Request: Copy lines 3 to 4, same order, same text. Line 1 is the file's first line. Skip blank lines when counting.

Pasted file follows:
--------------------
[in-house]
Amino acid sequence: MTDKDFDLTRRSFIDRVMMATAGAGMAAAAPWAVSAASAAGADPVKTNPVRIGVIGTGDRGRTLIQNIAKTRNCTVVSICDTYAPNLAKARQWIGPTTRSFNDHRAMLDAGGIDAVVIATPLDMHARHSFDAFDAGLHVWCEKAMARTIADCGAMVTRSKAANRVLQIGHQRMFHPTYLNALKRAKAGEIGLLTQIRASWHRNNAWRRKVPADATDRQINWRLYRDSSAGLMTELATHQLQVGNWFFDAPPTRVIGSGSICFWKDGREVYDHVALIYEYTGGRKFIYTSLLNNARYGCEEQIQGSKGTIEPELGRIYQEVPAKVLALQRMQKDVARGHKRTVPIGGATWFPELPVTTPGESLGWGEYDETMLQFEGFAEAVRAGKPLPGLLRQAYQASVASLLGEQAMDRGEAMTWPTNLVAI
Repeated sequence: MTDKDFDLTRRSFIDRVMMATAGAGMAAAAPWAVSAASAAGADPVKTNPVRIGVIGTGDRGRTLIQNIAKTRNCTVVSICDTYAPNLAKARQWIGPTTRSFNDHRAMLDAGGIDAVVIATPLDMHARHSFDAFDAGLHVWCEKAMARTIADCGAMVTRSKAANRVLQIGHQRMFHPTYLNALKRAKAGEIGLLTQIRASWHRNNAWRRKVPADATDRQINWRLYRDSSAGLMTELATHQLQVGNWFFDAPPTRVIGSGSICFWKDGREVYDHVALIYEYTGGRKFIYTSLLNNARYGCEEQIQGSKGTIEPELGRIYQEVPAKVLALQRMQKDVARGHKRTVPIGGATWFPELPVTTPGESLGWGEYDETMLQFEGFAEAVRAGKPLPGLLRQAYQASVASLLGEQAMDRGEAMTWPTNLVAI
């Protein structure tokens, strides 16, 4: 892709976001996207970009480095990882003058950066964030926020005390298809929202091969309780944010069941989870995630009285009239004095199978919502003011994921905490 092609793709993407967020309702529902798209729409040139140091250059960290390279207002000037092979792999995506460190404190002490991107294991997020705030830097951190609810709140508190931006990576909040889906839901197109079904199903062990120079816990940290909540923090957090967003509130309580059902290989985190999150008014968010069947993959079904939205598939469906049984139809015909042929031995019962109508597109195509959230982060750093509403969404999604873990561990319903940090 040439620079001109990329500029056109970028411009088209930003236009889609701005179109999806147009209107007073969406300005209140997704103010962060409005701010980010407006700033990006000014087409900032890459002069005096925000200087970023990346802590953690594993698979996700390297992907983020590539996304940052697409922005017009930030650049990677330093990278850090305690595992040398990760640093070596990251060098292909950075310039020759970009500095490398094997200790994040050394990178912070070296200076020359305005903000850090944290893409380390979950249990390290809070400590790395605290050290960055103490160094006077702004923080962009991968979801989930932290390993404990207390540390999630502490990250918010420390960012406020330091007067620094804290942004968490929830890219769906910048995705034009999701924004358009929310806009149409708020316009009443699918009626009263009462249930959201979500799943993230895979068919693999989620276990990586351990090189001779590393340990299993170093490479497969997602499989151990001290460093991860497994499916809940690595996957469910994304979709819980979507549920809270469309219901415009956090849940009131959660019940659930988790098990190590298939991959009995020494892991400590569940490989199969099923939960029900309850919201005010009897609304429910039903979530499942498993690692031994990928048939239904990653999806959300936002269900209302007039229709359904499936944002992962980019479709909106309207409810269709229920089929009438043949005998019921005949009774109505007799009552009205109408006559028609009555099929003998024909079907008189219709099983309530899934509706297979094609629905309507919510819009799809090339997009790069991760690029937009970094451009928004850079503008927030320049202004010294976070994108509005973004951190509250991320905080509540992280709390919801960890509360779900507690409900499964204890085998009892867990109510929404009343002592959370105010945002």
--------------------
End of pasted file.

Repeated sequence: MTDKDFDLTRRSFIDRVMMATAGAGMAAAAPWAVSAASAAGADPVKTNPVRIGVIGTGDRGRTLIQNIAKTRNCTVVSICDTYAPNLAKARQWIGPTTRSFNDHRAMLDAGGIDAVVIATPLDMHARHSFDAFDAGLHVWCEKAMARTIADCGAMVTRSKAANRVLQIGHQRMFHPTYLNALKRAKAGEIGLLTQIRASWHRNNAWRRKVPADATDRQINWRLYRDSSAGLMTELATHQLQVGNWFFDAPPTRVIGSGSICFWKDGREVYDHVALIYEYTGGRKFIYTSLLNNARYGCEEQIQGSKGTIEPELGRIYQEVPAKVLALQRMQKDVARGHKRTVPIGGATWFPELPVTTPGESLGWGEYDETMLQFEGFAEAVRAGKPLPGLLRQAYQASVASLLGEQAMDRGEAMTWPTNLVAI
């Protein structure tokens, strides 16, 4: 892709976001996207970009480095990882003058950066964030926020005390298809929202091969309780944010069941989870995630009285009239004095199978919502003011994921905490 092609793709993407967020309702529902798209729409040139140091250059960290390279207002000037092979792999995506460190404190002490991107294991997020705030830097951190609810709140508190931006990576909040889906839901197109079904199903062990120079816990940290909540923090957090967003509130309580059902290989985190999150008014968010069947993959079904939205598939469906049984139809015909042929031995019962109508597109195509959230982060750093509403969404999604873990561990319903940090 040439620079001109990329500029056109970028411009088209930003236009889609701005179109999806147009209107007073969406300005209140997704103010962060409005701010980010407006700033990006000014087409900032890459002069005096925000200087970023990346802590953690594993698979996700390297992907983020590539996304940052697409922005017009930030650049990677330093990278850090305690595992040398990760640093070596990251060098292909950075310039020759970009500095490398094997200790994040050394990178912070070296200076020359305005903000850090944290893409380390979950249990390290809070400590790395605290050290960055103490160094006077702004923080962009991968979801989930932290390993404990207390540390999630502490990250918010420390960012406020330091007067620094804290942004968490929830890219769906910048995705034009999701924004358009929310806009149409708020316009009443699918009626009263009462249930959201979500799943993230895979068919693999989620276990990586351990090189001779590393340990299993170093490479497969997602499989151990001290460093991860497994499916809940690595996957469910994304979709819980979507549920809270469309219901415009956090849940009131959660019940659930988790098990190590298939991959009995020494892991400590569940490989199969099923939960029900309850919201005010009897609304429910039903979530499942498993690692031994990928048939239904990653999806959300936002269900209302007039229709359904499936944002992962980019479709909106309207409810269709229920089929009438043949005998019921005949009774109505007799009552009205109408006559028609009555099929003998024909079907008189219709099983309530899934509706297979094609629905309507919510819009799809090339997009790069991760690029937009970094451009928004850079503008927030320049202004010294976070994108509005973004951190509250991320905080509540992280709390919801960890509360779900507690409900499964204890085998009892867990109510929404009343002592959370105010945002």